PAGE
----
Design, Modeling, and Characterization of a 10 kWe Metal Halide High Flux Solar Simulator

Publication Date



ASME Journal of Solar Energy Engineering






Mechanical Engineering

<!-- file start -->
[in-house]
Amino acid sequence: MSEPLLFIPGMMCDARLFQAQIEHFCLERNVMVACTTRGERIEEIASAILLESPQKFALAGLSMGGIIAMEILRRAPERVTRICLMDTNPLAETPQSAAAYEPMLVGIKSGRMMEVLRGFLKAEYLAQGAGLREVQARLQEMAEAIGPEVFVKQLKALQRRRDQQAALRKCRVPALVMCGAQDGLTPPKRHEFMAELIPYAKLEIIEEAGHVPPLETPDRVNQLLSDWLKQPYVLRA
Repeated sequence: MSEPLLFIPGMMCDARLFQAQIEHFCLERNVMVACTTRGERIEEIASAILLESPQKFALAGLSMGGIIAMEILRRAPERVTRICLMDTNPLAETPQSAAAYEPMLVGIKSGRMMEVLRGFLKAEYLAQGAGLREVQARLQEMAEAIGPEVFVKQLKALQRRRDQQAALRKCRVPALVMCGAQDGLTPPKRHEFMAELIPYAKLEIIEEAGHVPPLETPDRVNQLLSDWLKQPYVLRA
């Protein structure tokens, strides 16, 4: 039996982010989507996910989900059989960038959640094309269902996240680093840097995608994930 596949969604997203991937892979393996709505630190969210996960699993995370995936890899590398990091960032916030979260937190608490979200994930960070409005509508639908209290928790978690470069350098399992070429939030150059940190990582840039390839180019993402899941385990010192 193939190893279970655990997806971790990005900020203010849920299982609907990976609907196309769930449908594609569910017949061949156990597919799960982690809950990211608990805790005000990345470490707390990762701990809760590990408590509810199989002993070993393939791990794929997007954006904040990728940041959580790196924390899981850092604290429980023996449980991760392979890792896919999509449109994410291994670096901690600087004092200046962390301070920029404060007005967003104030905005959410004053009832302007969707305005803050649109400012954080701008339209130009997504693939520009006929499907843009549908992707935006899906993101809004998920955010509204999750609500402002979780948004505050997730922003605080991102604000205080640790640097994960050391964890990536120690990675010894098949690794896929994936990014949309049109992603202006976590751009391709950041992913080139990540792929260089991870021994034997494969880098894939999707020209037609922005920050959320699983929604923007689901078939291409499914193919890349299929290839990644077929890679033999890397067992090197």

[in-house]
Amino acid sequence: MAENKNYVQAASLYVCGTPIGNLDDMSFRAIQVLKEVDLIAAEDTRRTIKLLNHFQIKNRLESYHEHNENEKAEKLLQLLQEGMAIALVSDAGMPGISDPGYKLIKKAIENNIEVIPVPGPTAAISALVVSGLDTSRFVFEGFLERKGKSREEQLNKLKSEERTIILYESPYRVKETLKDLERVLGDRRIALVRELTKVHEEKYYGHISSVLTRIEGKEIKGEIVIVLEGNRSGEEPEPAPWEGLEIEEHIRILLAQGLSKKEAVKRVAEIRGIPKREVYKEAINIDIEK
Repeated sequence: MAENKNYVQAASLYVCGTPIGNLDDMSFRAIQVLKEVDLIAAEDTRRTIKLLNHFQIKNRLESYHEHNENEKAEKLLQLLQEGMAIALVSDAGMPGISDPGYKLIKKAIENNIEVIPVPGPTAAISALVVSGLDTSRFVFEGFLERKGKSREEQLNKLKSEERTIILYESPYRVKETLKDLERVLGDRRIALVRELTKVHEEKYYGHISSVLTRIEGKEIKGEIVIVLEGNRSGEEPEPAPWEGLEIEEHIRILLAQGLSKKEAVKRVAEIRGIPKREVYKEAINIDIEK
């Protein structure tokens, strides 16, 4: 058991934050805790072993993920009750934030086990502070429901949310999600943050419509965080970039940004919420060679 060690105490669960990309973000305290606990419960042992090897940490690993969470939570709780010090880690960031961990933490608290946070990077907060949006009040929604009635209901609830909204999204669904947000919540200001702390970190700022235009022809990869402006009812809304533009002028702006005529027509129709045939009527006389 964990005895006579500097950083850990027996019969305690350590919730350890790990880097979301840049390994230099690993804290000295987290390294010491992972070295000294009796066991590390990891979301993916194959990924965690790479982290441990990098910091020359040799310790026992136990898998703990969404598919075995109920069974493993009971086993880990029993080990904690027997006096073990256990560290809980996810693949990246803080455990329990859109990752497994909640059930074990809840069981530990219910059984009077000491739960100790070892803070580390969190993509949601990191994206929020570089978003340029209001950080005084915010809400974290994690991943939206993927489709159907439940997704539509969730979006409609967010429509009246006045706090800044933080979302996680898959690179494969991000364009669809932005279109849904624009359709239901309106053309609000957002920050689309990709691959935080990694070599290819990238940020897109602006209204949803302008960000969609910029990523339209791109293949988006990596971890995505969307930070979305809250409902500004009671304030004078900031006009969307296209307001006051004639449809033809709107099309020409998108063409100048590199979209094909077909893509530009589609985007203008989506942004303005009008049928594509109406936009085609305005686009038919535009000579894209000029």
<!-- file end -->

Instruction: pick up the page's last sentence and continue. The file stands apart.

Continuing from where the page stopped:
We present the design and characterization of a high flux solar simulator (HFSS) based on metal halide lamps and built from commercially available components. The HFSS that we present was developed to support the evaluation of a solar thermochemical reactor prototype. The HFSS consists of an array of four independent lamp/reflector modules aimed at a common target location. Each module contains one 2500 We lamp and one electroformed ellipsoidal reflector having an interfocal distance of 813 mm. The modules are oriented with an angle relative to the target surface normal vector of 24.5 deg. Design simulations predicted that the peak flux of this HFSS would be 2980 kWth/m2, with a total power delivered to a 6-cm target of 3.3 kWth, for a transfer efficiency of 33.3%. Experimental characterization of the HFSS using optical flux mapping and calorimetry showed that the peak flux at the focal plane reached 2890±170 kWth/m2, while the total power delivered was 3.5±0.21 kWth for a transfer efficiency of 35.3%. The HFSS was built at a material cost of ∼$2700.00/module and a total hardware cost of ∼$11,000.00 for the four-lamp array. A seven-lamp version of this HFSS is predicted to deliver 5.6 kWth to a 6 cm diameter target at a peak flux of 4900 kWth/m2 at a hardware cost of ∼$19,000.00 ($3400.00/kWth delivered, $1100.00/kWe).